I find that Providence College is one “mainstream” Catholic school where a student won’t be subjected to either rampant heterodoxy on the one hand, or be stuck in an orthodox fortress on the other. While there may be liberals on the faculty at Providence, they do not dominate. The school has a wonderful two-year Development Of Western Civilization program that starts with the Greeks and ends up with Pope John Paul II. Every student, no matter what their major is, must go through the program. “The Vagina Monologues” has never played at PC. I wouldn’t say the PC is a bastion of orthodoxy, but I have no qualms about sending my kid there.

  • http://www.isi.org Tom Harmon

    Phil,

    I once had my doubts, as well. I graduated from Gonzaga University, an old new Catholic college and thought that I was doing the nobler thing by being salt and light at a place that sees little of that. It turns out that, while doing a lot of salting and lighting, I didn’t really get a terrific education.

    In my opinion, students at Catholic colleges should be able to be, well, students at Catholic colleges. I ended up needing to find a Catholic education on my own while forking over $100,000 in tuition for a mostly weak education. I’d advise any prospoective students to go to a school like Ave Maria, with its coherent curriculum and a faculty that can actually agree what education is, what Catholicism is, and why we would want to have a Catholic education in the first place.

  • Kate

    I’d say that the salt/yeast metaphor works its way out on a larger scale. A bastion of orthodoxy educates and equips youth catholics during the most vulnerable years of their faith/intellectual life. It’s not that at AMC we don’t rebel or try to differentiate ourselves from our parents, the way every other college student does. It’s just that we have access to great examples of Christian living and good books which can answer our questions. We have students who come here because their parents wanted them too, and who are fairly secularised – but since the majority of us wanted to be here and care about our faith, we are able to influence them more than they influence us. Positive peer pressure and all that.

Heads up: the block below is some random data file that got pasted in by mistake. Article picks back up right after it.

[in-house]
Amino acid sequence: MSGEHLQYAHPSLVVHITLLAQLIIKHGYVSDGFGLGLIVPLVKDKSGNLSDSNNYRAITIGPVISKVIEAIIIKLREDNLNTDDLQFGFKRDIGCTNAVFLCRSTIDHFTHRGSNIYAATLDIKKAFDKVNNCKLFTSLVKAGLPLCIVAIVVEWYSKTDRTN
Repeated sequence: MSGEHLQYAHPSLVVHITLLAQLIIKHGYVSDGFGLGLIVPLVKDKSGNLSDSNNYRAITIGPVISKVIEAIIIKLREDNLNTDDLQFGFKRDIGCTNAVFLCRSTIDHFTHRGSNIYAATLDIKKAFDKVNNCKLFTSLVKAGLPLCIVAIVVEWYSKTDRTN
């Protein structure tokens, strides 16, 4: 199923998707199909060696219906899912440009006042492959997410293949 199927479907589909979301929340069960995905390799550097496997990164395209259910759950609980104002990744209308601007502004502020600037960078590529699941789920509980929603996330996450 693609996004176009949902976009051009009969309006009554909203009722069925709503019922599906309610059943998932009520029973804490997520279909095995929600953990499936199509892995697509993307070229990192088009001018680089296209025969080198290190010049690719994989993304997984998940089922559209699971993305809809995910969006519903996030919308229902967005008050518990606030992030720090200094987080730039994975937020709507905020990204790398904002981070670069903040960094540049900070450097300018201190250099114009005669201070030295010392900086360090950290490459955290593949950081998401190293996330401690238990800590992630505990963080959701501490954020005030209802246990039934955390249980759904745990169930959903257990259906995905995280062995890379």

Now, I oppose a fortress mentality, and think that students at Catholic colleges need to understand what it is that mainstream academia is pushing, because that is part of hwta is pushing the society. You cannot combat what you do no understand, and you really cannot dialogue with a society that you are afraid of.

    On the other hand, I’m a little worried about AMU, because I think the push to grow faster and recruit (students and professors) faster poses a real danger to the coherence and unity of the curriculum. If they try to evangelise the culture (by recruiting from secular schools, for example) before they have their own house in order, they will have real difficulty maintaining a Catholic environment. They are stilll trying to figure out whether they want to be a new Steubenville (Steubie South, we call it) or a “Catholic Princeton” or just the “Orthodox Notre Dame.”

  • Kate

    I’d say that the salt/yeast metaphor works its way out on a larger scale. A bastion of orthodoxy educates and equips youth catholics during the most vulnerable years of their faith/intellectual life. It’s not that at AMC we don’t rebel or try to differentiate ourselves from our parents, the way every other college student does. It’s just that we have access to great examples of Christian living and good books which can answer our questions. We have students who come here because their parents wanted them too, and who are fairly secularised – but since the majority of us wanted to be here and care about our faith, we are able to influence them more than they influence us. Positive peer pressure and all that.

    Now, I oppose a fortress mentality, and think that students at Catholic colleges need to understand what it is that mainstream academia is pushing, because that is part of hwta is pushing the society. You cannot combat what you do no understand, and you really cannot dialogue with a society that you are afraid of.

    On the other hand, I’m a little worried about AMU, because I think the push to grow faster and recruit (students and professors) faster poses a real danger to the coherence and unity of the curriculum. If they try to evangelise the culture (by recruiting from secular schools, for example) before they have their own house in order, they will have real difficulty maintaining a Catholic environment. They are stilll trying to figure out whether they want to be a new Steubenville (Steubie South, we call it) or a “Catholic Princeton” or just the “Orthodox Notre Dame.”